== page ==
I'm dating myself here, but I first moved to Berkeley in 1979, and between then and 1995 (I moved to Oakland in 1989), I worked in a half-dozen retail establishments in the city, many of which were very well known at the time. All of those businesses subsequently shuttered, and five out of six closed long before the Great Recession began.
Lest you think that I'm some sort of bad luck charm, all those businesses were either replaced by one of more new businesses that also then went belly up or they occupied storefronts that remain vacant to this day. I still know the owners of those businesses, and each say that they just couldn't make it because there just were not enough shoppers in their commercial districts, and thus not enough customers.
The key to any vibrant city is people -- the more people there are, the easier it is for stores, restaurants, and bars to thrive. But many of Berkeley's commercial areas are still a long way from being vibrant -- just ask the business owners in downtown, on Telegraph, or Solano Avenue.
Yes, let's invite more students in to inflate rent and push out community residents.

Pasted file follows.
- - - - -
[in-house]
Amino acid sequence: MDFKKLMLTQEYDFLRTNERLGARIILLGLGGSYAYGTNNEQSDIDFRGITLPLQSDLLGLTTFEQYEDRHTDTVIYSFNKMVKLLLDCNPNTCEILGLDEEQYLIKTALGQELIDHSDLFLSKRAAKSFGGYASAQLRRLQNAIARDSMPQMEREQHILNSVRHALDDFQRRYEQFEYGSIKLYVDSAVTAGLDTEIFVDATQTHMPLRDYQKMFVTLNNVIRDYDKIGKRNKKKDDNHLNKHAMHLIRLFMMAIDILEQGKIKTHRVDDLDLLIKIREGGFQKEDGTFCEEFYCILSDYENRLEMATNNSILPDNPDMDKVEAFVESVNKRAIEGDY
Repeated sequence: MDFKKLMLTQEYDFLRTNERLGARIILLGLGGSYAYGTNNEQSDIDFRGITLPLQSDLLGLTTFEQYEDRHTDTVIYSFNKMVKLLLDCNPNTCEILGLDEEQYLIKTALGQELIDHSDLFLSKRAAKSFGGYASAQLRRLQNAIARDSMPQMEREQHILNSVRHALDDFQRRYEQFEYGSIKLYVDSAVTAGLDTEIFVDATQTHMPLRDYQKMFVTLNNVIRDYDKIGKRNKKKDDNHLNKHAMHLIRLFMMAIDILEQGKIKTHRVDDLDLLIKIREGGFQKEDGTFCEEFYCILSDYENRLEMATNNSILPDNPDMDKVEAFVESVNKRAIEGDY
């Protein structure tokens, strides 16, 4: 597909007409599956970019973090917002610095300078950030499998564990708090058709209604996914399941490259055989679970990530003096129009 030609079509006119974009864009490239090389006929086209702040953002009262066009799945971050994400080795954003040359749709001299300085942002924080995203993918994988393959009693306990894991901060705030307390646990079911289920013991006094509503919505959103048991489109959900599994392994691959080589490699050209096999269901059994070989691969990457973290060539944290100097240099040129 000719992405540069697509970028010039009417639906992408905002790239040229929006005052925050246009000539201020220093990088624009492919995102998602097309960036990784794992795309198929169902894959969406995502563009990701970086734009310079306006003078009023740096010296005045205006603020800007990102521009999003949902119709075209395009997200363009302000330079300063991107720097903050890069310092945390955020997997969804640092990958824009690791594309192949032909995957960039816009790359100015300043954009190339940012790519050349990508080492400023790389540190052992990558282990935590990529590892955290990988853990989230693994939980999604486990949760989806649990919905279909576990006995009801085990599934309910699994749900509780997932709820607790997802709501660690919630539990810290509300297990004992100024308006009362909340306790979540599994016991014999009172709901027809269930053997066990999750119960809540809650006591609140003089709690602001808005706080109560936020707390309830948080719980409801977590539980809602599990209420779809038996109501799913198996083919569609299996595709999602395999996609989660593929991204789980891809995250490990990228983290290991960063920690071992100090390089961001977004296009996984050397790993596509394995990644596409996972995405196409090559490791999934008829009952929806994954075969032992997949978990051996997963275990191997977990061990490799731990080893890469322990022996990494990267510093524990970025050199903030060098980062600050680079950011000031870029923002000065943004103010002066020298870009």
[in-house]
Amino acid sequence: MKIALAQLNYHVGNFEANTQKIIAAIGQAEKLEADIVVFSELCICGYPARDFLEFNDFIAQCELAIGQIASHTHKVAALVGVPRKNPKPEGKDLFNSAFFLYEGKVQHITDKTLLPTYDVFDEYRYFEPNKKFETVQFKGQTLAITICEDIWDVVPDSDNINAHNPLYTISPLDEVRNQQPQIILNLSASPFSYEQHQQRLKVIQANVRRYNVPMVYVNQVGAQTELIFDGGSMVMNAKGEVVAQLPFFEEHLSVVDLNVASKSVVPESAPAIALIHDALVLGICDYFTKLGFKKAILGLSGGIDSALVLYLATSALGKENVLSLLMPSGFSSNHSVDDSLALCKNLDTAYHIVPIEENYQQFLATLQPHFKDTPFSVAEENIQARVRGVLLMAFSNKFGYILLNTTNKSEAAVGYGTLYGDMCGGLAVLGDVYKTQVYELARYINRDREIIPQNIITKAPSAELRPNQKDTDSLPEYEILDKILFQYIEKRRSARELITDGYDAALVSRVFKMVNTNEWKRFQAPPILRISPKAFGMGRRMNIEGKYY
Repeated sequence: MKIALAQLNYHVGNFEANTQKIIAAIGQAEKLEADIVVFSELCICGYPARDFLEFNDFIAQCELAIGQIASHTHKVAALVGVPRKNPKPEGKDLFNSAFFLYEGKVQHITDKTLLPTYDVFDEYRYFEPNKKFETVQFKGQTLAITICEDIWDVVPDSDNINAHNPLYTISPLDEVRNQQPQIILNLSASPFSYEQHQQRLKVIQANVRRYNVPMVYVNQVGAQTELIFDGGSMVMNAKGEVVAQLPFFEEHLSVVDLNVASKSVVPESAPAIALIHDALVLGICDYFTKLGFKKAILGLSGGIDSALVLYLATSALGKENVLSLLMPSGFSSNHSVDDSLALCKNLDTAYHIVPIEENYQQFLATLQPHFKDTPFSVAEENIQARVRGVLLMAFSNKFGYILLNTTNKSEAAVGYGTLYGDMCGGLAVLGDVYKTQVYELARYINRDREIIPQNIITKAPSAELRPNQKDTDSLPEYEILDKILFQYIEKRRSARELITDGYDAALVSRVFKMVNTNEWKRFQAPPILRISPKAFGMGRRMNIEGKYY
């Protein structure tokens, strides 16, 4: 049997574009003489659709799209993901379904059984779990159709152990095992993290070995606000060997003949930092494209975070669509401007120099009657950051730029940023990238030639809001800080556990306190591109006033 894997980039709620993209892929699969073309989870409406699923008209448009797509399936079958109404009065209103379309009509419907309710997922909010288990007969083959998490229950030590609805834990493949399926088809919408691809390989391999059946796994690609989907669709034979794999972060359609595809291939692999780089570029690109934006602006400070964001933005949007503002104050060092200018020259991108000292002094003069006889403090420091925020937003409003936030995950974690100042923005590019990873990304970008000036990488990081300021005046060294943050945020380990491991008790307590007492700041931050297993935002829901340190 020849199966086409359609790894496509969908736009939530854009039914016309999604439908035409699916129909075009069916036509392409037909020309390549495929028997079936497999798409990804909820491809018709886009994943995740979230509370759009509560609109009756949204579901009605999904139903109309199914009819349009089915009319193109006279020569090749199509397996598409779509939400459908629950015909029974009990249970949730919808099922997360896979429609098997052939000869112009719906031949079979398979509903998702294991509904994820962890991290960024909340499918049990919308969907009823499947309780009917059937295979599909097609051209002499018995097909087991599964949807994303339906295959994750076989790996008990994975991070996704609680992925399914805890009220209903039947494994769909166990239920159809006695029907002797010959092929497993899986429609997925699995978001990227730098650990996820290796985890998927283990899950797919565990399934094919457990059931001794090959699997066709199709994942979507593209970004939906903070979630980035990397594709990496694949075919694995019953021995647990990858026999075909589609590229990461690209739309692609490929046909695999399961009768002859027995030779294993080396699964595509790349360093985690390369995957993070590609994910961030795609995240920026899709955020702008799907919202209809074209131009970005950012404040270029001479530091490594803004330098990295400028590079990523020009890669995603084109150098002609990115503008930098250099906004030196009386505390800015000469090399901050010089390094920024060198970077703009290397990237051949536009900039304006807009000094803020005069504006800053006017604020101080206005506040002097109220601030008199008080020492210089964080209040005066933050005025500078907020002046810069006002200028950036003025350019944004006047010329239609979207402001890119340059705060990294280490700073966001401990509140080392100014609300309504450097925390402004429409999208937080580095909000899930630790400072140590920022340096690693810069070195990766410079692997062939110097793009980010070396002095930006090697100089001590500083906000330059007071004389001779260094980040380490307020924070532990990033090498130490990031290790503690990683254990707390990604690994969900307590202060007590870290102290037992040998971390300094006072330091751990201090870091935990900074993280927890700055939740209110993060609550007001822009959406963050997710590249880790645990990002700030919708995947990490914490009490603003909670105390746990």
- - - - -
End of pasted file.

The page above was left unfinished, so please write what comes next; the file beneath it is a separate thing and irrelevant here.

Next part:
"Understanding the impact that NIMBYs have on the city will also give you insight as to why downtown Berkeley, Telegraph Avenue, and other shopping districts are pocked with empty storefronts and vacant lots. There simply aren't enough people living here to make more stores, restaurants, and bars financially viable."
Let me see.
The closed storefronts are there because there isn't enough housing to support them.
Does that take into account the many empty apartments in the new construction?
And, how does that explain that these places once contained businesses, for years, supported by the local population?
Maybe those empty storefronts have to do with the economy and not any need for further speculative development.